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المحتوى المقدم من Greg Story and Dale Carnegie Training. يتم تحميل جميع محتويات البودكاست بما في ذلك الحلقات والرسومات وأوصاف البودكاست وتقديمها مباشرة بواسطة Greg Story and Dale Carnegie Training أو شريك منصة البودكاست الخاص بهم. إذا كنت تعتقد أن شخصًا ما يستخدم عملك المحمي بحقوق الطبع والنشر دون إذنك، فيمكنك اتباع العملية الموضحة هنا https://ar.player.fm/legal.
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378 The Rule Of Three In Presenting In Japan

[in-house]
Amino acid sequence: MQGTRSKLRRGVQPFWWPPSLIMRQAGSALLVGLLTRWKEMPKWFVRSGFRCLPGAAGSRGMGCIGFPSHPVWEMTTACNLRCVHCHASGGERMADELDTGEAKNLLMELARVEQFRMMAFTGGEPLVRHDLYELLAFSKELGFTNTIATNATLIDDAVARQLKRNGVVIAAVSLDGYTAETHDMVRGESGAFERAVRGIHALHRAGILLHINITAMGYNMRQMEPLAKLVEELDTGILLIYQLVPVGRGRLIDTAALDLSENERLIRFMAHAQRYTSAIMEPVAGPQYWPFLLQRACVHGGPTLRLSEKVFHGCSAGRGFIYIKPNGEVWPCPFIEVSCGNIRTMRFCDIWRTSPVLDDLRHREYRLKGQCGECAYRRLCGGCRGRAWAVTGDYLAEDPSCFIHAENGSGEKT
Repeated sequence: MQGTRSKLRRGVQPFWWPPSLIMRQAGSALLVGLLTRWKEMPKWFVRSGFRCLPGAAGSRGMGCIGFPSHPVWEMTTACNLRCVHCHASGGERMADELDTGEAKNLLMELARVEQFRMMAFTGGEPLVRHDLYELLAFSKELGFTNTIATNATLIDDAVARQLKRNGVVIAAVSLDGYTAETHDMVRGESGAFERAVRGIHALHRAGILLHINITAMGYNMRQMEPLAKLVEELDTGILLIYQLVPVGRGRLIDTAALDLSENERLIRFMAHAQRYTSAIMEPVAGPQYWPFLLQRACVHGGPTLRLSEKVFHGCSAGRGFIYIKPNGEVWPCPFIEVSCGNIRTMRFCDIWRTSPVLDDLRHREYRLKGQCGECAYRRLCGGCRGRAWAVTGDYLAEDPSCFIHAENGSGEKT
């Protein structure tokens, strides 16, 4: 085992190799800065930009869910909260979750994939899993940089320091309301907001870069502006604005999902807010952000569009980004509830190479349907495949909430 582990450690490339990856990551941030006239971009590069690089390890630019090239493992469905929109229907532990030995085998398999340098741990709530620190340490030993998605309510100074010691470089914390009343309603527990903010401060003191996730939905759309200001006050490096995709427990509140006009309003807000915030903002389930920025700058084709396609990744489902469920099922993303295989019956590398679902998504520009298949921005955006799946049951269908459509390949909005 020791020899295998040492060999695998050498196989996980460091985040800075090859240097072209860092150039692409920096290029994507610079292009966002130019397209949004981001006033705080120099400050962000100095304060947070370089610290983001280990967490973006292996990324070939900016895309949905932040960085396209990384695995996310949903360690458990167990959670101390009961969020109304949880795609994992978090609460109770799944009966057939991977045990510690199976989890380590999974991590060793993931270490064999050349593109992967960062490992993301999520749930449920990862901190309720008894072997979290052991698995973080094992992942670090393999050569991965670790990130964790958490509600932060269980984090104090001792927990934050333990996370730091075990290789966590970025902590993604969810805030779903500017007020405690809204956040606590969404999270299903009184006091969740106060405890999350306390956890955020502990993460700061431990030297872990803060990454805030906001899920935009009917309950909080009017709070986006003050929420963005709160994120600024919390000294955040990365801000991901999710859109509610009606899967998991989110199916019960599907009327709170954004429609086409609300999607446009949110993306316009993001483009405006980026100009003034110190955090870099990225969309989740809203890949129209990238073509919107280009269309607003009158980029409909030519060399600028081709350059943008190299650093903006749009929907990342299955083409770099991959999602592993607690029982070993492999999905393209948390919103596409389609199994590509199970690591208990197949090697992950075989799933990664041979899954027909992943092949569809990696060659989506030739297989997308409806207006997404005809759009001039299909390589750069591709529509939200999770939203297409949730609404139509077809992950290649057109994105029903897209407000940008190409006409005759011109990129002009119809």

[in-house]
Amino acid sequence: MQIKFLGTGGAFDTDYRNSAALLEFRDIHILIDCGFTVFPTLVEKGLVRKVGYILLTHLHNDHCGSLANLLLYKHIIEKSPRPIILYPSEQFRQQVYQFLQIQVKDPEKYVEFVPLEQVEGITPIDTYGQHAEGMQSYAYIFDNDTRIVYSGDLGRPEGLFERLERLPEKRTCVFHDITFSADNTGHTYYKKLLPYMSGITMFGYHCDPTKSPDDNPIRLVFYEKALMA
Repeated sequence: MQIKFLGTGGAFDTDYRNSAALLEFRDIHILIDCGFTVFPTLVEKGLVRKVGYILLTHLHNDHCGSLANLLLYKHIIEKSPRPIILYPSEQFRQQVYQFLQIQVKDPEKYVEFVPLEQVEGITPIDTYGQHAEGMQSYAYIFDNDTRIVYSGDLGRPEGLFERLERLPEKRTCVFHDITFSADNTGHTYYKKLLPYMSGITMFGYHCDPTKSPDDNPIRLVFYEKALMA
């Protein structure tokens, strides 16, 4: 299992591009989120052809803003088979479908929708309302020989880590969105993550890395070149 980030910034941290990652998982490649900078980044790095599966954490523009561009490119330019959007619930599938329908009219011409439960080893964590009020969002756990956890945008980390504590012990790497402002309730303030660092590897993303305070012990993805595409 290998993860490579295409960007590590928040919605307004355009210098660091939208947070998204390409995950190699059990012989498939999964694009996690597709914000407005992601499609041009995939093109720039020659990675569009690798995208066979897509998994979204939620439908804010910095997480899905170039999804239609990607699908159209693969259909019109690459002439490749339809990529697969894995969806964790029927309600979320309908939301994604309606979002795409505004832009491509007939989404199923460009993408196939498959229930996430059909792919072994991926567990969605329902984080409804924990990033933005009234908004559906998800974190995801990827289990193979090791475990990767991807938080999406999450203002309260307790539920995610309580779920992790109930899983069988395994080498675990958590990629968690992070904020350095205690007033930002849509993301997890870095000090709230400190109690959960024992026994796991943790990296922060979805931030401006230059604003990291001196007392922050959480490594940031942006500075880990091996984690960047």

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Manage episode 407634289 series 2950797
المحتوى المقدم من Greg Story and Dale Carnegie Training. يتم تحميل جميع محتويات البودكاست بما في ذلك الحلقات والرسومات وأوصاف البودكاست وتقديمها مباشرة بواسطة Greg Story and Dale Carnegie Training أو شريك منصة البودكاست الخاص بهم. إذا كنت تعتقد أن شخصًا ما يستخدم عملك المحمي بحقوق الطبع والنشر دون إذنك، فيمكنك اتباع العملية الموضحة هنا https://ar.player.fm/legal.